>"we can pass legislation requiring their compliance." Who was it
>the other day who was worried about a totalitarian state?
>Bryan: Not me. ; )
>Also, Bryan, I DON'T believe the claim was ever that archives
>*can't* do this kind of work nor that they *should* remain not
>properly funded; it's more that they *are* not properly funded. I
>would love to know how you envision these funds being procured? In
>a time when the current administration feels the need to divert
>$3billion+ from Iraqi infrastructure rebuilding to shoring up
>security there [apparently we can't afford to do both], in a time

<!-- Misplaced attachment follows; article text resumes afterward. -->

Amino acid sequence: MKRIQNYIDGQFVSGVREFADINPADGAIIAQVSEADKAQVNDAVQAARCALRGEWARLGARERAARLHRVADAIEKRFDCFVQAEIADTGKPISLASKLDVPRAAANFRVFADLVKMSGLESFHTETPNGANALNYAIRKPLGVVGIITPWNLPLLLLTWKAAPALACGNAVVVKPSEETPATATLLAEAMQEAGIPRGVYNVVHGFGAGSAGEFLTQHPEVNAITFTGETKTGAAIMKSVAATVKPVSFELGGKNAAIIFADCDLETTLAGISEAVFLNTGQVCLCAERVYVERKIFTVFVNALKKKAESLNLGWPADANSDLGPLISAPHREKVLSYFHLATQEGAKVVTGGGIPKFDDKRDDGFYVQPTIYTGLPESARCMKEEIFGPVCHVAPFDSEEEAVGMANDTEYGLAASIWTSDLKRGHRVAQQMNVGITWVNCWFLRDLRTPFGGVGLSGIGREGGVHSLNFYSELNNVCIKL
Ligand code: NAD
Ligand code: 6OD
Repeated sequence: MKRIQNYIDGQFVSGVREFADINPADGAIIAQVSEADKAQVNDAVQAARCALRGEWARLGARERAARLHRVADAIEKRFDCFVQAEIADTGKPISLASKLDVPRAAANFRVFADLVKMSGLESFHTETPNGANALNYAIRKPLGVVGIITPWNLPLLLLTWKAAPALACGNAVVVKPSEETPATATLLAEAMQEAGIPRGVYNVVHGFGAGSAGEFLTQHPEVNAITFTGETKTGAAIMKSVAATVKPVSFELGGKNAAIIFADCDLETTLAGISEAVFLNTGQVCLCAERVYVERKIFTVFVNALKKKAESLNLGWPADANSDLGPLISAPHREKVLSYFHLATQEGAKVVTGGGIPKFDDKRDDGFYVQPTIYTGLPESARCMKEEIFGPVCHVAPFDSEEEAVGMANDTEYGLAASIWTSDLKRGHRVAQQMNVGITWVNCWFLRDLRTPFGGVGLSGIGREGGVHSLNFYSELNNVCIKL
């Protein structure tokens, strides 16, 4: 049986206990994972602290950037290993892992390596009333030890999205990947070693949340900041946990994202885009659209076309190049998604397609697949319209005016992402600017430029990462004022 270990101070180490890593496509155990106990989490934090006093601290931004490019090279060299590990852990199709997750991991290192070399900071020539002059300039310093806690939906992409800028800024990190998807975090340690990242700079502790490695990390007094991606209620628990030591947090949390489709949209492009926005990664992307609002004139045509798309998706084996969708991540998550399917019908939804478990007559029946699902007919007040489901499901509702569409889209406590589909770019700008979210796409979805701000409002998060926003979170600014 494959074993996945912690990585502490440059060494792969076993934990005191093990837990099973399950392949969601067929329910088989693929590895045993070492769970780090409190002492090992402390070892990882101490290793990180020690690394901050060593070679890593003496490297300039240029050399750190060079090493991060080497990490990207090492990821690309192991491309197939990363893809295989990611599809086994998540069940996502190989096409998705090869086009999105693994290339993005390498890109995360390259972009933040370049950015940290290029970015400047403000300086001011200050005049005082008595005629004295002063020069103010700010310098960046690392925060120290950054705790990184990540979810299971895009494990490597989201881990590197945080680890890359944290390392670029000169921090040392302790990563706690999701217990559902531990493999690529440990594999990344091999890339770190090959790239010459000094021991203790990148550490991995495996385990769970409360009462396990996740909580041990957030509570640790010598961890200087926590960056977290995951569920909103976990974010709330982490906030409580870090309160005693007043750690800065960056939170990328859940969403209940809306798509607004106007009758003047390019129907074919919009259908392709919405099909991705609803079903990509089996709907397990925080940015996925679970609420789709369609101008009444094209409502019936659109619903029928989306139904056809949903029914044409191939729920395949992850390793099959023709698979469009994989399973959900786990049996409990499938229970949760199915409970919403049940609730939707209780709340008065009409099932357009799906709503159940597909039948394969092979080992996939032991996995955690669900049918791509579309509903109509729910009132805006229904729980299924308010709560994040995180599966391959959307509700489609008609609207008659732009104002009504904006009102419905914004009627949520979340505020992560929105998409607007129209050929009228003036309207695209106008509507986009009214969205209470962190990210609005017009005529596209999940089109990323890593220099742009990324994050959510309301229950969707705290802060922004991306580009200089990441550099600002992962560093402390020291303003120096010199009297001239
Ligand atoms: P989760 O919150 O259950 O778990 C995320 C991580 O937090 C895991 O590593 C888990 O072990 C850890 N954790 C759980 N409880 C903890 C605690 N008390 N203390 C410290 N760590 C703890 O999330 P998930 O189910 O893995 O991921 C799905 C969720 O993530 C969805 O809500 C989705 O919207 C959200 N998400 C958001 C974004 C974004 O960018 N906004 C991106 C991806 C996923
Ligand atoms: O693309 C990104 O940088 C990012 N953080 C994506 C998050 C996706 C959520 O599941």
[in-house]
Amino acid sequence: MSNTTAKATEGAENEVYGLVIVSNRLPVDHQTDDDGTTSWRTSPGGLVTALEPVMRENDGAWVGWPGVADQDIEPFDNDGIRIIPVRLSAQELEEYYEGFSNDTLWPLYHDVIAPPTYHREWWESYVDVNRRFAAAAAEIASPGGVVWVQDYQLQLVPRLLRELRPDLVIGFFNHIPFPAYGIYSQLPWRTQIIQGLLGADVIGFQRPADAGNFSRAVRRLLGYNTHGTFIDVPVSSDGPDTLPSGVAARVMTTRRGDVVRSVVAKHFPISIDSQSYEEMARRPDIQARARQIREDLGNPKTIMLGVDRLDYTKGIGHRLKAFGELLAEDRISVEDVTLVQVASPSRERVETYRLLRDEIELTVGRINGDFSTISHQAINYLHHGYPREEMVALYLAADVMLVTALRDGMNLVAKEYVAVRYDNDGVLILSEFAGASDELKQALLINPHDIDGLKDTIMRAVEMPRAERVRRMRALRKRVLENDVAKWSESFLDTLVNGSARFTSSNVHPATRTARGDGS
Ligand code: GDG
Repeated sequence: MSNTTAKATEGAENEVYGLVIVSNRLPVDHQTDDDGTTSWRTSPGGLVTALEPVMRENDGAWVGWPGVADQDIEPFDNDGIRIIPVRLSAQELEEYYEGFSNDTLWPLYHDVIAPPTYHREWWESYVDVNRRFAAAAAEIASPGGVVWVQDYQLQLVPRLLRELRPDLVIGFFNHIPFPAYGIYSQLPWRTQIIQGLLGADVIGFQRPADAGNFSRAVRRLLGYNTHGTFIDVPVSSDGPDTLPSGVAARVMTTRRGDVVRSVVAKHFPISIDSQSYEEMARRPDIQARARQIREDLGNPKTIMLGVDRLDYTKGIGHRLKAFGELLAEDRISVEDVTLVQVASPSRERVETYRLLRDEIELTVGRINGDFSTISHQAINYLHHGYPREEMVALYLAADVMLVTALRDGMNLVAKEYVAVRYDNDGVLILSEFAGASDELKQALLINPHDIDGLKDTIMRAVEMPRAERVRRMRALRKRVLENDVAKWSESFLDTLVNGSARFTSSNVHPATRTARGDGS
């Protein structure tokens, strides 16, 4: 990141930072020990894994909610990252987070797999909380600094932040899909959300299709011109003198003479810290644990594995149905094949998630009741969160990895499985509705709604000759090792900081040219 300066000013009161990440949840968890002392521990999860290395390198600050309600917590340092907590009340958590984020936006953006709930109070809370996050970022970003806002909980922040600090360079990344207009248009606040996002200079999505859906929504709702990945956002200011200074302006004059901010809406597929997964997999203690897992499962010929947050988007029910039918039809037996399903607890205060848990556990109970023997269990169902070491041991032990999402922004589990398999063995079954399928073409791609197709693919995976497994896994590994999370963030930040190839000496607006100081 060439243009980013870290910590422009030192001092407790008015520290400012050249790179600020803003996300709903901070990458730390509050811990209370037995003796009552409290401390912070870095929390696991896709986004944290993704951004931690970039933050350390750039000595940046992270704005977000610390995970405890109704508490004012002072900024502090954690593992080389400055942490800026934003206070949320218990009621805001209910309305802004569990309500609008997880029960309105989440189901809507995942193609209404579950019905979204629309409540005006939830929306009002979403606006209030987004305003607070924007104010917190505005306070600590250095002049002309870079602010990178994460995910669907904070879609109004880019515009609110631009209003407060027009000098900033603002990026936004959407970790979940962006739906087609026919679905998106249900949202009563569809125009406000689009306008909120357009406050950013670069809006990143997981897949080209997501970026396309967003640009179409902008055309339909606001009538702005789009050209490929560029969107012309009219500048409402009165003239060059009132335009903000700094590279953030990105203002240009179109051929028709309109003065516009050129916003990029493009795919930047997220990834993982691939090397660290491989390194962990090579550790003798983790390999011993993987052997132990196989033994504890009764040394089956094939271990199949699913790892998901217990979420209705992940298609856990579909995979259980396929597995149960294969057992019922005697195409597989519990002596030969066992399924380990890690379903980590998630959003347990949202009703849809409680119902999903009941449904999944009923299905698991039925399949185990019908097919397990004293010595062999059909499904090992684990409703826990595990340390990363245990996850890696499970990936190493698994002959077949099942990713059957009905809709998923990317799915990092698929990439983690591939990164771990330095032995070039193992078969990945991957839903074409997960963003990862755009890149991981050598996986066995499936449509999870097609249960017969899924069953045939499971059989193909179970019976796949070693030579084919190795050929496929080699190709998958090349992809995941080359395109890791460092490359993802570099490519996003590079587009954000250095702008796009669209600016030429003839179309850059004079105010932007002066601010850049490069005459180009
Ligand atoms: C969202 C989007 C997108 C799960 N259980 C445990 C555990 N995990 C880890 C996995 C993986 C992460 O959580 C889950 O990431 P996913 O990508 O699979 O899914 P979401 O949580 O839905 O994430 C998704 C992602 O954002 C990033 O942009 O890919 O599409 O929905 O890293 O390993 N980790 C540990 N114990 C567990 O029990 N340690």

>when federally-mandated No Child Left Behind is underfunded by $9.5
>- $32 billion [depending upon whose study you look at], in a time
>when many state budgets are in the red, how can we expect there to
>be an outpouring of support for funding archives & film preservation
>via the public sector?
> This is the kind of discussion that needs to be raised; not by us
>in this small, small corner of the ether, but in the larger
>community we live in. We librarians and archivists are charged with
>raising the awareness of our populace to the benefits (and costs, to
>be sure) of preservation. Just think how far to this end that $3
>billion would have gone in the hands of the LoC . . .
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